The Farmers & Merchants Bank Building
302 Pine Avenue, Long Beach CA 1923
2008 Louise Ivers
The Farmers and Merchants Bank is one of the most notable institutions in the city of Long Beach, not only because of its commitment to sound financial practices, but also because of the opulent architecture of its headquarters. Throughout its lengthy history, the prosperity of the bank has been guided by three generations of the Walker family. The founder, Charles J. Walker, opened a real estate office in Long Beach after he married Carrie Zeigler in 1895. Always involved in charitable endeavors, C. J. Walker was on the Board of Directors of the Y.M.C.A., as well as that of the Methodist Church. In 1900 he was elected President of the City Board of Trustees and then became Mayor. In addition, he was a major investor in the Long Beach Land and Navigation Company, which owned the future site of the harbor, and the Mercantile Company, which later became Buffums Department Store.
C. J. Walker's first foray into the banking business occurred when he became a member of the Board of Trustees of the First National Bank. Located at the southwest corner of Pine Avenue and First Street, the brick building was constructed in 1900 and had a distinctive clock tower, which was incorporated into the 1906 remodeling by the Long Beach office of Train and Williams. Gables and finials adorned the top of the tower of the original bank building and a two story oriel window projected from the oblique corner of the structure. In 1907 an anonymous group of Los Angeles investors took over the First National Bank and appointed C. J. Walker as President. He saved the institution from a run on its money and soon founded the Farmers and Merchants Bank in November 1907.
The Farmers and Merchants Bank opened on the first story of a remodeled commercial building at 227 Pine Avenue. Above the corner entrance a cornice supported by large brackets projected outward, but otherwise the structure was rather plain. The bank remained there until the present headquarters was built at the corner of Third Street. In September 1921 the East Long Beach Branch opened on Anaheim Road at Obispo Avenue in a striking neoclassical structure with engaged Corinthian columns on high pedestals supporting a cornice with dentils.
In 1922 C. J. Walker commissioned noted Los Angeles architects, Aleck Curlett and Claud Beelman, to design a new flagship for the Farmers and Merchants Bank at the northeast corner of Pine Avenue and Third Street. The Daily Telegram reported that it would "be built of reinforced concrete, with brick and terra cotta trim. It is the intention of the owners to make it pleasing to the eye and a credit to Long Beach." Ground was broken on 12 July 1922 and the grand opening took place on 7 April 1923.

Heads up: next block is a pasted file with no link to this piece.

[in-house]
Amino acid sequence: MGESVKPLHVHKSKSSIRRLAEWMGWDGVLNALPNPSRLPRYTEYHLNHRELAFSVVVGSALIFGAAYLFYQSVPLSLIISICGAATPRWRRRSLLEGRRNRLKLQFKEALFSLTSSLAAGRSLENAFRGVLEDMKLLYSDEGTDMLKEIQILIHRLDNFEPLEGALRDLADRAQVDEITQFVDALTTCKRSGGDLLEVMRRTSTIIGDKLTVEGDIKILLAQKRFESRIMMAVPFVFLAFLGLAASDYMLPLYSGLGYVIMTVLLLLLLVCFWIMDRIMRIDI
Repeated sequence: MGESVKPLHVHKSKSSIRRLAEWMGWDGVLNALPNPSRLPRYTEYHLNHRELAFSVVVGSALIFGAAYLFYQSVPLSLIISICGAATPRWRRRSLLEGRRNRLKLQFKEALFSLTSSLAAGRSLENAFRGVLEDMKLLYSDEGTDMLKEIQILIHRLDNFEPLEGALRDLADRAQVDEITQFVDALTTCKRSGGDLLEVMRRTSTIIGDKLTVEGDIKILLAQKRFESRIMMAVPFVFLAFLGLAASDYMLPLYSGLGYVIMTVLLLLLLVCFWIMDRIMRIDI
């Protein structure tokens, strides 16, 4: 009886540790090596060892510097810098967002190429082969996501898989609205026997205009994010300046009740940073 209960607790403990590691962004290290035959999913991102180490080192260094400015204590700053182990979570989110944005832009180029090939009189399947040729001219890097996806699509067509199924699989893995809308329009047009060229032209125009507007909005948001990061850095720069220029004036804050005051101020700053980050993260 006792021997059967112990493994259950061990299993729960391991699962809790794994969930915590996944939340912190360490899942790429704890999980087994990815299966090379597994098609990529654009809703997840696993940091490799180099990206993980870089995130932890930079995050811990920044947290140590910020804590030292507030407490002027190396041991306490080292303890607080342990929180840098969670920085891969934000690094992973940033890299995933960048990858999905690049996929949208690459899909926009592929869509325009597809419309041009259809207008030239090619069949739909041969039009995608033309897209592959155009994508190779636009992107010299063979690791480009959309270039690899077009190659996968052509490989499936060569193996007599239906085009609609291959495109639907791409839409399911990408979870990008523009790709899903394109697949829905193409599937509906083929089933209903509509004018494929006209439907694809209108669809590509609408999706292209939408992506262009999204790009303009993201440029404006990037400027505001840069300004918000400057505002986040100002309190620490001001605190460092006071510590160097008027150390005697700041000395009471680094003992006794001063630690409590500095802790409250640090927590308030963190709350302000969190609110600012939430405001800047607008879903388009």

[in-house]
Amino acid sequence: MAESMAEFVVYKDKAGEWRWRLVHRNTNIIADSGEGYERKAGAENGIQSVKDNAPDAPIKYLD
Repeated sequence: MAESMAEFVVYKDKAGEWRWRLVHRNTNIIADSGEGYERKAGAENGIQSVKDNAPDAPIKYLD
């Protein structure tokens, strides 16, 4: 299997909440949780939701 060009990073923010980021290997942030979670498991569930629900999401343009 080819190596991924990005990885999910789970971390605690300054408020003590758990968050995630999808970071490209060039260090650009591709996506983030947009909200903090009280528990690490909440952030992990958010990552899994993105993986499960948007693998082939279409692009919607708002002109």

The public banking room in the lower portion of the structure at the corner retains its red Italian marble entrance with double doors of brass-plated steel. Inside are a pink marble floor; marble benches for customers; original metal teller's wickets; terra cotta friezes with classical motifs on the mezzanine walls; twelve brass chandeliers with inlaid designs in turquoise enamel; and skylights of amber stained glass. The massive vault is reached by marble stairs leading down to the basement. On the exterior of the banking room giant Ionic columns support an entablature topped by a cornice with dentils. The ten story office tower has an entrance on Pine Avenue behind the public banking room and relief panels of urns with plants flank the attic windows. Acroteria line the roofs of both structures. The Farmers and Merchants Bank has recently undergone an impeccable restoration and is the only bank building in the Pine Avenue business district that remains intact.
Curlett and Beelman's design for the bank was typical of the early 1920s when financial institutions were mainly constructed in classical styles in order to present impressive facades to passersby. A bank that resembled a Greek or Roman temple connoted stability to potential customers. Curlett and Beelman also designed the Cooper Arms Apartments of 1922-23; the Security Bank Building of 1924-25; and the famed Pacific Coast Club of 1924-27 in Long Beach.
In 1937 Gustavus A. Walker became President of the Farmers and Merchants Bank, succeeding his father. Under his tutelage another branch opened at the northwest corner of American Avenue (now Long Beach Boulevard) and Fourteenth Street on 28 April 1941. Designed by Raymond A. Sites, a local architect, it had the first drive-in window in California and only the sixth constructed in the nation. The Streamline Moderne façade was clad in enameled metal tiles and the stainless steel doors were surrounded by glass blocks. No longer a bank, this distinctive building now faces demolition by the Redevelopment Agency.
By 1973, the Farmers and Merchants Bank had ten branches and in 1979 Kenneth J. Walker, grandson of the founder, became President. In 2007 the bank celebrated its one hundredth anniversary and published a handsome book to commemorate the Walker family. Due to its conservative financial practices, the institution will undoubtedly be around for another century to mark its two hundredth year in business. It is not only leader in the realm of finance, but also in historic preservation.